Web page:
The data you store on Apple’s services is typically pretty secure. So what happens when a third-party service needs to access that data? Enter Apple app specific passwords.
Whether you need a primer on app-specific passwords or you just want to brush up on how to use and manage them, here’s everything you need to know about the Apple feature.
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What are Apple app-specific passwords?
App-specific passwords are, essentially, a randomly generated way for a third-party app or service to access certain parts of your Apple ID. They’re basically the only way to use a third-party service with certain iCloud services, such as mail, contacts or calendar.
What sets app-specific passwords apart from simple cross-app integration is that they’re much more secure. In general, apps you connect to your Apple ID can only access three types of data from your Apple account: email, contacts or events.
You’ll use an app-specific password for any mobile, desktop or browser app that requires access to some parts of your Apple ID data, such as the events you create in Calendar or the addresses in Contacts.
An app-specific password lets a third-party service access, say, your calendar dates — but nothing else. It also ensures that your password or login credentials are never shared with another service or stored on their servers.
How to use app-specific passwords
Note: To use app-specific passwords, you’ll need to make sure that two-factor authentication is enabled on your Apple account. If it isn’t, it’s something we recommend doing anyway.
Creating an app-specific password is actually pretty easy. But you can also do it through the official Apple ID management portal.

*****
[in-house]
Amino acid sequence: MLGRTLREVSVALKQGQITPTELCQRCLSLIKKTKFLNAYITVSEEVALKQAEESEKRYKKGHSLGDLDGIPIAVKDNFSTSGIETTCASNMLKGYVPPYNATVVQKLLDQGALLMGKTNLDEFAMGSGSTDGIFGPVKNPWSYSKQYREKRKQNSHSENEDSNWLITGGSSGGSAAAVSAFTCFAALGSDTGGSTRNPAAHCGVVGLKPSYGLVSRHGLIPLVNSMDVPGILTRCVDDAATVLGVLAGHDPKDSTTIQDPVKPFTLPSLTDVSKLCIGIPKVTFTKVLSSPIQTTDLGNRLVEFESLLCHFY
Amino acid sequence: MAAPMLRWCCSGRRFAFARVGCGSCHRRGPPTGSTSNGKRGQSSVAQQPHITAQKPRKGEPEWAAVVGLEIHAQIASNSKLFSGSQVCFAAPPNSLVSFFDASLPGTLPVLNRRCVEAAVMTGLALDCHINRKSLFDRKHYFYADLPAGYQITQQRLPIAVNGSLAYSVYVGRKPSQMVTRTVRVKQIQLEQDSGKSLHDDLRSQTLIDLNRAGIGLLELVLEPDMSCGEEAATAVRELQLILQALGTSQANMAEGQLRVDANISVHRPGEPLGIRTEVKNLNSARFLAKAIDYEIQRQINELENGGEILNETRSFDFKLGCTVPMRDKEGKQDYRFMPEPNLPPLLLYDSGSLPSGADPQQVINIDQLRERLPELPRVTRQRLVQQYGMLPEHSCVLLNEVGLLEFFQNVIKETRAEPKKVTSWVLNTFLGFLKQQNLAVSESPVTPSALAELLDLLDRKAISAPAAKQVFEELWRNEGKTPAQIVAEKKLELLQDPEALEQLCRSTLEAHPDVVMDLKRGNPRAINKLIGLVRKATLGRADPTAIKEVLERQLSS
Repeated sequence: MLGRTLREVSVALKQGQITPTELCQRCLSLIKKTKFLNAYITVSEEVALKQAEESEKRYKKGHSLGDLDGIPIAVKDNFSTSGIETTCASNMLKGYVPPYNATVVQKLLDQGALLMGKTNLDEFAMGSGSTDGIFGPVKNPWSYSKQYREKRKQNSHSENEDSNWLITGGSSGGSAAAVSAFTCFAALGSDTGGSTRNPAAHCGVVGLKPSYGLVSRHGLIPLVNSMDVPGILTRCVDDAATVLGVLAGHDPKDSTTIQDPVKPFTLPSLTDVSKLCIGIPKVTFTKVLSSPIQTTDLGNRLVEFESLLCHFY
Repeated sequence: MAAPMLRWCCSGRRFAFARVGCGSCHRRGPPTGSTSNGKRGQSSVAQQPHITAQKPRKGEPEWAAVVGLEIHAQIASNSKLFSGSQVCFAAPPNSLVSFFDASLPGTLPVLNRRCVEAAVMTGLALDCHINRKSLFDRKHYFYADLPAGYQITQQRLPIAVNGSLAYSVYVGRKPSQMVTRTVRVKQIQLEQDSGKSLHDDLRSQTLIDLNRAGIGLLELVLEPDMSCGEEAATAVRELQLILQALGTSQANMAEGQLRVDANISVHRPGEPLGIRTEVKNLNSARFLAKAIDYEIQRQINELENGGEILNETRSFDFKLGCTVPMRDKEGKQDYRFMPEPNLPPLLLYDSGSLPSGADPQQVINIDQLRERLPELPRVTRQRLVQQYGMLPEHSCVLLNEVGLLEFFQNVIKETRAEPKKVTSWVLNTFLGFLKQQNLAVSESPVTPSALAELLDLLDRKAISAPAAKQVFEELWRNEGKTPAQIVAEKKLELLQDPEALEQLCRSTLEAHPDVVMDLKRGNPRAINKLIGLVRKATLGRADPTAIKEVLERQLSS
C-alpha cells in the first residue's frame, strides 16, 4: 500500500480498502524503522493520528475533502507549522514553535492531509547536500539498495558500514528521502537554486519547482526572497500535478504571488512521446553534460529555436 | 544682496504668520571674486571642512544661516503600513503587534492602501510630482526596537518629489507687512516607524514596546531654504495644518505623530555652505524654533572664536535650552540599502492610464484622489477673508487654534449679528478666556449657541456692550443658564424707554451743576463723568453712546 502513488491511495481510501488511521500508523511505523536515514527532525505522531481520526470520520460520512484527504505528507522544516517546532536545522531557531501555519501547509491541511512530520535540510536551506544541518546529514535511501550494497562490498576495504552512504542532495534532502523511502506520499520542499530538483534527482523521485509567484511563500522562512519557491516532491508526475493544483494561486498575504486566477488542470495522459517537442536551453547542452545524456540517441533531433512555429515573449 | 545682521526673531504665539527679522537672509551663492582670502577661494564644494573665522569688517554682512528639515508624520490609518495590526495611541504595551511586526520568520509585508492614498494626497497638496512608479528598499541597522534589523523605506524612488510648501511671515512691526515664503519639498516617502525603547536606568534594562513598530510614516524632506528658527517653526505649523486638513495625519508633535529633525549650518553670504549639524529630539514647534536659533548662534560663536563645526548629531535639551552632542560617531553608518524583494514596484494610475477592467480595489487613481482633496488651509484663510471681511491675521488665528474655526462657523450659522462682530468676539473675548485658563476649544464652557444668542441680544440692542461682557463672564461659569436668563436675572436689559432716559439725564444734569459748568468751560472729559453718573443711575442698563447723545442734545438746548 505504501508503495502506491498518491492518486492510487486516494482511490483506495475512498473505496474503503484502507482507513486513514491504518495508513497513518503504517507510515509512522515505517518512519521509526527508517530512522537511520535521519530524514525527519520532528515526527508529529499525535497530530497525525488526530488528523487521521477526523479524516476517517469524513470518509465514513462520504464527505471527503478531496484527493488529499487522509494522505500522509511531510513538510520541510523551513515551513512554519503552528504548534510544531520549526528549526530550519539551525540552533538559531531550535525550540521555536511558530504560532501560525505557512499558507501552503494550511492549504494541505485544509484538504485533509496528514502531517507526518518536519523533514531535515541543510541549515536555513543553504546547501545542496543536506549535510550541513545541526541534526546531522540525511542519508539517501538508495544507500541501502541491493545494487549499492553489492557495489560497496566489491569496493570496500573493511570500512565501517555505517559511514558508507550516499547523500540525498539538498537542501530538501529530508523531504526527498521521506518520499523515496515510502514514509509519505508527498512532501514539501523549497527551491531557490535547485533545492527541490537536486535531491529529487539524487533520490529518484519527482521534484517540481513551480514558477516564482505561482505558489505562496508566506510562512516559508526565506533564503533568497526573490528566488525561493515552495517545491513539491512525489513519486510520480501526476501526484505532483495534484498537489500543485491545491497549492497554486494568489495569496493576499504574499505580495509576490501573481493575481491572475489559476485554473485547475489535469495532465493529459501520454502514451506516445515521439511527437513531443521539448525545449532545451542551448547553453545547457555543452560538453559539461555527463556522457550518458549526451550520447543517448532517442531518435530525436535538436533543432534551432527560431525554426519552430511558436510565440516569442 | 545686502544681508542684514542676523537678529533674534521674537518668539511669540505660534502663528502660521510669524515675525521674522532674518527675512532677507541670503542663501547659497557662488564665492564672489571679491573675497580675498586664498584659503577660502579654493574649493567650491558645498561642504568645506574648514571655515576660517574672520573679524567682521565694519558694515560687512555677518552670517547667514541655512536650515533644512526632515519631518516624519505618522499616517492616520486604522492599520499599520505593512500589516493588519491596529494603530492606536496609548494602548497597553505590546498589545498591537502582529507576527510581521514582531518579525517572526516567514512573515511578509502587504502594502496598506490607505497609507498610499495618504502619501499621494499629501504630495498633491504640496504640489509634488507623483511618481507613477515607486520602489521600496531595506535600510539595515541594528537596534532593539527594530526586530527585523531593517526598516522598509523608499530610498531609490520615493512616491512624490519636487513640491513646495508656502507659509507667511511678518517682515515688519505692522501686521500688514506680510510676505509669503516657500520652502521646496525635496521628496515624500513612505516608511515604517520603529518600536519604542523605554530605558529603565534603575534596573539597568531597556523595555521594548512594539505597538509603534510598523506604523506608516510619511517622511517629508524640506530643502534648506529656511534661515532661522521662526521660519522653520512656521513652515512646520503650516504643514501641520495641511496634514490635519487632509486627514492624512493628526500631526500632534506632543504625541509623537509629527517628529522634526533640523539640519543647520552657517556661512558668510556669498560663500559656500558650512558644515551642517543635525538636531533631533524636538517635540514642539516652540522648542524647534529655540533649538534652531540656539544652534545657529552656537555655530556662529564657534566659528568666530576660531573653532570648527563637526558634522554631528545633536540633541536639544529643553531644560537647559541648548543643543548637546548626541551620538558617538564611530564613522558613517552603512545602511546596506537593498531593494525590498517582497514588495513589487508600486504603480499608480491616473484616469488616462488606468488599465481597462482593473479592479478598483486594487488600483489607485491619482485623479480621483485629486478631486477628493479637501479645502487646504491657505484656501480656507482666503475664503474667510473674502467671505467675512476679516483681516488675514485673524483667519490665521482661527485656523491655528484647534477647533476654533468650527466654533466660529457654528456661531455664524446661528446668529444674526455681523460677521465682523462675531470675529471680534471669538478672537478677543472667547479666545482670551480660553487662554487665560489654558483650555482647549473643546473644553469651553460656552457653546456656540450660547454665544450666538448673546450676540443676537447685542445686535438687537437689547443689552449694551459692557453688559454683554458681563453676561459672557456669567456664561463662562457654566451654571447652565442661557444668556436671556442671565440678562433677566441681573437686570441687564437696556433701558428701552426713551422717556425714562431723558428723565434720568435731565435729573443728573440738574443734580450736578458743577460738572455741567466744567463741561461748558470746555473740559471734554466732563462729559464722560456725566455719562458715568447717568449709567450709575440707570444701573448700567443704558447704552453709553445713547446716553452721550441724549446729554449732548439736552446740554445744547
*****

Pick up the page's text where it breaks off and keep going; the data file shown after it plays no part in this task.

- Head to Apple’s Apple ID webpage. Log in with your credentials. (You may need to authenticate via two-factor if you aren’t on a trusted device.)
- Here, you’ll find several subheadings — including one that says “Security.”
- In the Security section, you’ll see a button underneath App-Specific Passwords that says Generate Password…
- Enter a password label so you can keep track of your app-specific passwords.
- Once you do, you’ll find the app-specific password. Write this down or copy and paste it.
With the app-specific password in hand, you can now connect a third-party app to your Apple ID.
The exact process for logging in with an app-specific password will vary by app. They should offer instructions on how to do so.
Some apps have a specific section for connecting your app-specific password. For other apps, just enter the email address associated with your Apple ID and the app-specific password in the password field.
How to manage and revoke app-specific passwords
At any one time, you can only have 25 active app-specific passwords connected to your Apple ID. But if you find yourself not needing one of those passwords, you can always revoke it.
This also comes in handy if you’re having doubts about the security or privacy of a third-party service. You can revoke its app-specific password without needing to change your primary password or reset your account.